human transit (the book): table of contents

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Below is the table of contents of my forthcoming book Human Transit: How clearer thinking about public transit can enrich our communities and our lives. 

The book will be released by Island Press in November or December 2011.  For more or to preorder, see Island Press or Amazon, or my hometown favorite, Powell’s.

 

Human Transit
Jarrett Walker
Island Press, 2011.


Table of Contents

Introduction

The complete introduction is available online here.

1.  What Transit is, and Does

This chapter defines transit and its role in the city compared to other transport modes, and proposes the concept of personal mobility, a measurable freedom, as transit’s most fundamental product.

2.  What Makes Transit Useful?  Seven Demands and How Transit Serves Them

A customer’s expectations of transit can be boiled down to seven demands:

  1. It takes me where I want to go.
  2. It takes me when I want to go.
  3. It’s a good use of my time.
  4. It’s a good use of my money.
  5. It respects me.
  6. I can trust it.
  7. It gives me freedom to change my plans.

This chapter defines the main elements of the transit product (speed, frequency, span, reliability, etc.) and explains how each serves those various demands.

3.  Five Paths to Confusion

An introduction to five of the most common conceptual mistakes in transit planning: map-reading errors, motorist’s errors, box errors, polarization errors, and choosing words with unfortunate connotations.

4.  Lines, Loops, and Longing

The most basic geometric concepts in transit.  Should transit lines be I-shaped or U-shaped?  And why do people get so excited about loops?

5.  Touching the City: Stops and Stations

How far apart should transit stops be?   This chapter explores why this technical-sounding question is fundamental to almost everything you care about.

6.  Peak or All Day?

Does your transit agency’s thinking begin with the peak commute, or with an all-day pattern of service?  Why this matters.

7.  Frequency is Freedom

Frequency is oddly invisible to the non-rider, yet it’s sits at the core of almost all transit outcomes.  This chapter explores the urgent challenge of making frequency visible, in marketing, planning, and policy making.

8.  The Obstacle Course: Speed, Delay, and Reliability

Transit speed is mostly the absence of delay.  This chapter surveys the delay types, explains how planners address them, and how we might think more clearly about them in making policy.

9.  Density Distractions

This chapter confonts recent claims that development density is not as important to transit as we thought, and sorts through some of the confusing ways density can be measured.  Transit can do good work at many density levels, but density — properly measured — is still fundamental to transit outcomes.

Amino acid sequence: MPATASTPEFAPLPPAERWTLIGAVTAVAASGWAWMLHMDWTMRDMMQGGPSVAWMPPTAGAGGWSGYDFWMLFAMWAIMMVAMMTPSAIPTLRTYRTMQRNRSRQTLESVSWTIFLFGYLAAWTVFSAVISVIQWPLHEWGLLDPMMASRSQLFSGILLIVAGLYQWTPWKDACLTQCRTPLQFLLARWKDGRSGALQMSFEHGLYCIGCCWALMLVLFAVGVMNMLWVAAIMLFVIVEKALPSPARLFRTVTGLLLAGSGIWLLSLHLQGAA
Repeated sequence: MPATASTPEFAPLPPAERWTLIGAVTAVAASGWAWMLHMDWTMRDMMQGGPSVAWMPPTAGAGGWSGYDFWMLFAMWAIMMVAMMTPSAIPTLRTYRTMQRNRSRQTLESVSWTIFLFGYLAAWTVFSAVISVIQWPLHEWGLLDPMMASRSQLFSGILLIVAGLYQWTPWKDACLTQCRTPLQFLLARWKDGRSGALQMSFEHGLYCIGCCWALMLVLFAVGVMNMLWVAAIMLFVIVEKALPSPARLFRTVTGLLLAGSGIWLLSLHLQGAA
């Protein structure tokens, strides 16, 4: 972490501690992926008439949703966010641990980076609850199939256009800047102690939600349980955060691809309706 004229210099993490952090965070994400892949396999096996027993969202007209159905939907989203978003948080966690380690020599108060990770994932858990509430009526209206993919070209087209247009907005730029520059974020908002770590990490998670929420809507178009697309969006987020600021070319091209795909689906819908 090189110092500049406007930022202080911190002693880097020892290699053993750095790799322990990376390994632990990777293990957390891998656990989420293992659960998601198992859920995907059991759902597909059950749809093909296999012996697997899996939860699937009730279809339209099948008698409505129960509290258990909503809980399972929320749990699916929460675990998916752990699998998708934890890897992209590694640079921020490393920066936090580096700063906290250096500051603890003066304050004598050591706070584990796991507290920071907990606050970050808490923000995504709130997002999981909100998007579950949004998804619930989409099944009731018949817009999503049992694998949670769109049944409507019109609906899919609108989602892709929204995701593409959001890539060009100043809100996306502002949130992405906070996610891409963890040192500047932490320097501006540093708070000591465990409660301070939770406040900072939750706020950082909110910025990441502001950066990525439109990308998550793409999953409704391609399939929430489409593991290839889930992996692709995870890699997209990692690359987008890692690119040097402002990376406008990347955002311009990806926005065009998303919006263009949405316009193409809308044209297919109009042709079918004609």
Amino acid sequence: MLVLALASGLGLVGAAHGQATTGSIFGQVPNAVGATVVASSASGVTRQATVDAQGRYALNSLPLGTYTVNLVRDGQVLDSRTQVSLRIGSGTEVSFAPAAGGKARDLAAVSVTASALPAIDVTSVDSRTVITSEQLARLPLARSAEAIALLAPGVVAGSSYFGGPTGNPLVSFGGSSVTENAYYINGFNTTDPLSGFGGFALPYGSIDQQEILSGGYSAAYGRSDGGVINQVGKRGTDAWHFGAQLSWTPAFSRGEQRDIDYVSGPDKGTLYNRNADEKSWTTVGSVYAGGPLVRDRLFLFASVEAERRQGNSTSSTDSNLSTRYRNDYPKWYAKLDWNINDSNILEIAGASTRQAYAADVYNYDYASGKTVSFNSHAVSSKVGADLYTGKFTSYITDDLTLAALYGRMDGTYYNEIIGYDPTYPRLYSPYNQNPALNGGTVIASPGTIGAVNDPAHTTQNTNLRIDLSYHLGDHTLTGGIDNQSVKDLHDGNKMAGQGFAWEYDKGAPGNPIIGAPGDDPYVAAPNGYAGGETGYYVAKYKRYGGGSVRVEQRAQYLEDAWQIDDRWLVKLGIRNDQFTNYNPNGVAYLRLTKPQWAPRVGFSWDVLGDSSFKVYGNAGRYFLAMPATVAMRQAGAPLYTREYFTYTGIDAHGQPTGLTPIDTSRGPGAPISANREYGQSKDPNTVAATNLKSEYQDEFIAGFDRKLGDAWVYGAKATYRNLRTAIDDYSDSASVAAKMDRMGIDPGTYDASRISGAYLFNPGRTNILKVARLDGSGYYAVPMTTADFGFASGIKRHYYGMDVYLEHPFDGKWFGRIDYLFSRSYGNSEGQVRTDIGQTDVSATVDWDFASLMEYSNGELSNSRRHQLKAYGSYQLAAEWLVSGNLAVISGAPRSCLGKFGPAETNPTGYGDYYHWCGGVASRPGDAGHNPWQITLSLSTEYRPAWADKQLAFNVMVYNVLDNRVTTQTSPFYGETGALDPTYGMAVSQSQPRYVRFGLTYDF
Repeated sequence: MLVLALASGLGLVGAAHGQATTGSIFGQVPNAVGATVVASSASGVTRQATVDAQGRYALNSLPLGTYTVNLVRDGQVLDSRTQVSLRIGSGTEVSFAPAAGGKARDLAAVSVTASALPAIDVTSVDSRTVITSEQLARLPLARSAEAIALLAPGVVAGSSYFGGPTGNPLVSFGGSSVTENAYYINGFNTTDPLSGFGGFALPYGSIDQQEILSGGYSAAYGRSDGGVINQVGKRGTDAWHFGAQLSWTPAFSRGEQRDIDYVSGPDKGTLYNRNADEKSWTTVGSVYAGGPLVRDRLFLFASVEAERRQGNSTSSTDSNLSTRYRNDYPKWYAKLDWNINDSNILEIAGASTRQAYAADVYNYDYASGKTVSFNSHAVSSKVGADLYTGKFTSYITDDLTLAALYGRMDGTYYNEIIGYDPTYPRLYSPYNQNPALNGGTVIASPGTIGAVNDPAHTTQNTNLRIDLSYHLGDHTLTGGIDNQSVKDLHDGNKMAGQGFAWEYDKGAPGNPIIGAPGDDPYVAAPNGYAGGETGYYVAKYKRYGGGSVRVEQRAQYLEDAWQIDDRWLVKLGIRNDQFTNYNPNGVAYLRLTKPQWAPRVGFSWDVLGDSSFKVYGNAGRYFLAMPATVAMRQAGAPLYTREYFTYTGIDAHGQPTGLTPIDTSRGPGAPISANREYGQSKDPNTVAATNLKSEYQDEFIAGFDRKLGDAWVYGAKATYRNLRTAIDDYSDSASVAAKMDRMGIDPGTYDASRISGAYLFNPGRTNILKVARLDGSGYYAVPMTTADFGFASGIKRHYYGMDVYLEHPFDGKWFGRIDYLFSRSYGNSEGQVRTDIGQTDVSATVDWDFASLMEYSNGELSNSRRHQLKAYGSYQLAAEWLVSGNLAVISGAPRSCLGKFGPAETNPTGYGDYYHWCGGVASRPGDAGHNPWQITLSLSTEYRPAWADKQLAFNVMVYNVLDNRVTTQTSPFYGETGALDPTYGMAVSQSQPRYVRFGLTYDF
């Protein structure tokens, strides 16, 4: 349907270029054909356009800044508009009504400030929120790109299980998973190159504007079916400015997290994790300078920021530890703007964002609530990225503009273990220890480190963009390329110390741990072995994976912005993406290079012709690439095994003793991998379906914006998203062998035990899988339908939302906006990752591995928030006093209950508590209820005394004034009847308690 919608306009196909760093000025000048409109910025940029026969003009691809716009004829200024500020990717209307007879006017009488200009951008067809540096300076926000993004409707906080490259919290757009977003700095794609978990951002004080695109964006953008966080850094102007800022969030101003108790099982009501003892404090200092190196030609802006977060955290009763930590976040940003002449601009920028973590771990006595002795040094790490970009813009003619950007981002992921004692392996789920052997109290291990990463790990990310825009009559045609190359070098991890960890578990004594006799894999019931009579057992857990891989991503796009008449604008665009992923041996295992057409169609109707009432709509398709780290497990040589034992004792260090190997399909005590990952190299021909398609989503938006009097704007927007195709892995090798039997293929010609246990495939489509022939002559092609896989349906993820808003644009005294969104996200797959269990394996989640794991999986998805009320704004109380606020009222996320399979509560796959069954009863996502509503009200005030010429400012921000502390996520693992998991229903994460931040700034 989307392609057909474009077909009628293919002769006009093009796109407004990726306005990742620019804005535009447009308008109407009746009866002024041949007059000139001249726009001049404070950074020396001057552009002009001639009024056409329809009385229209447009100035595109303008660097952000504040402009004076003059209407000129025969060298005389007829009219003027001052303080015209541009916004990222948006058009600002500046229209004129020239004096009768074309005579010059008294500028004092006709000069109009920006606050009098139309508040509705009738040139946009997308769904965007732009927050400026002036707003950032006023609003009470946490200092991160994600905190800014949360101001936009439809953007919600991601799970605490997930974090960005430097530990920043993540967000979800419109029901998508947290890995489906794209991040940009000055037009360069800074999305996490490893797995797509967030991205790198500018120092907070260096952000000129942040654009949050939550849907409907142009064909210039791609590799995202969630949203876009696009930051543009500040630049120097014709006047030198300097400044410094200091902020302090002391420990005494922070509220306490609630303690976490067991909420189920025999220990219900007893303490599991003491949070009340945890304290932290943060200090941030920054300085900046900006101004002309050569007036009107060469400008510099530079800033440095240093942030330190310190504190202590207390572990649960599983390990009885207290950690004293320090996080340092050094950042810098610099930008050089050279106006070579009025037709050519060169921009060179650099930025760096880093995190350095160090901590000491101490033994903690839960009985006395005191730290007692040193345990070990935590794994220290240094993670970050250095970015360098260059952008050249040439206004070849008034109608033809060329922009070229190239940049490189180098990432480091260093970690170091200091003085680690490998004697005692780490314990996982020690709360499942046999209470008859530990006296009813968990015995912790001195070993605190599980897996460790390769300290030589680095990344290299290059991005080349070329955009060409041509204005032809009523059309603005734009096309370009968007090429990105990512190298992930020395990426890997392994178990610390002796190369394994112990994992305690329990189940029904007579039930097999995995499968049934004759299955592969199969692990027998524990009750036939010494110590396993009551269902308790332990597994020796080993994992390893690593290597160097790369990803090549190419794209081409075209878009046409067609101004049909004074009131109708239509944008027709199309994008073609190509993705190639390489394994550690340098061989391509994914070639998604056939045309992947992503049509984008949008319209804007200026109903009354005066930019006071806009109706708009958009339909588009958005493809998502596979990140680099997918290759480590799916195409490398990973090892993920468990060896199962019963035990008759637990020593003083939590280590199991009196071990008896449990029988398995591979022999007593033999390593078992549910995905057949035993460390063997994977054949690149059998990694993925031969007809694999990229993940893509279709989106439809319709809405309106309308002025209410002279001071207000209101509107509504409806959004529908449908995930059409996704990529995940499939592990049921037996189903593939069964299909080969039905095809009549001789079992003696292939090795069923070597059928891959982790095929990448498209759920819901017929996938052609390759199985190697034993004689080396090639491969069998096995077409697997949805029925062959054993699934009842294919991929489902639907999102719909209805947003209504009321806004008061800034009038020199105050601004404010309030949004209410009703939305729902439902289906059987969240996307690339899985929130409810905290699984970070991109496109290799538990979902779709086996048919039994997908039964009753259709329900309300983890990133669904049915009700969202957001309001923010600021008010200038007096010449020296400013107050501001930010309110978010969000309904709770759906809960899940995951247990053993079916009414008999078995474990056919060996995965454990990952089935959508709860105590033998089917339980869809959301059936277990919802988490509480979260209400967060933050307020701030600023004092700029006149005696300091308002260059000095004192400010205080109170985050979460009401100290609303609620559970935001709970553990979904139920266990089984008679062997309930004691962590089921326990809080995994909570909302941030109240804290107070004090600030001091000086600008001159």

10.  Ridership or Coverage:  The Challenge of Service Allocation

Every city or region has some areas where transit demand is high and others where it’s lower.  How can transit agencies reach consensus on how to apportion service among these areas? 

11.  Can Fares be Fair?

An exploration of the hard choices around fares, and how smartcards are resolving some but heightening others.  Can fares be “fair”?  Are you sure you want them to be?

12.  Connections or Complexity?

Nobody likes to get off one transit vehicle and get on another — an act known as transferring, changing, or connecting.  This chapter explains why connections are inseparable from many other things we value, including frequency and simplicity.

13.  From Connections to Networks, to Places

If we accept the need for connections (also called transfers), what does this mean for design?  This chapter explores the common types of network structure that arise from this problem, and then considers how connection points can galvanize great urban places.

14.  Be on the Way!  Transit Implications of Location Choice

Whenever you choose a location, such as for your home or business, you largely determine what transit can do for you.  When cities and developers decide where to build things, they profoundly impact the potential for transit in the city as a whole.  This chapter explores how to make these decisions more consciously, as individuals, organizations, governments, and developers.  The physical layout of a community or region is an overwhelming factor in determining how relevant transit can be, so in that sense, this is the most important chapter in the book.

15.  On the Boulevard

The car-oriented suburban boulevard has much more transit potential than it seems.  This chapter explores the special role transit can play in healing the most troublesome features of fast boulevards, and re-creating them as humane and functional places.  The chapter ends with a vision of North America’s most boulevard-based city, Los Angeles, in a future when walking, cycling, and transit all have adequate space alongside the private car.  It’s a nice place, and one where you can be sure of getting to a meeting on time.

16.  Take the Long View

Clearly, the total planning problem requires synthesizing land planning and transport planning, including transit.  It’s pointless to try to tear down the walls that separate these professions from each other, because each has unique expertise that must be valued.  Instead, the key is to create clear conversations at the points where the professions intersect, and for each to provide just the right tools to support and inform the other’s work.

Epilogue: Geometry, Choices, Freedom

A summation of the book’s key themes. 






 

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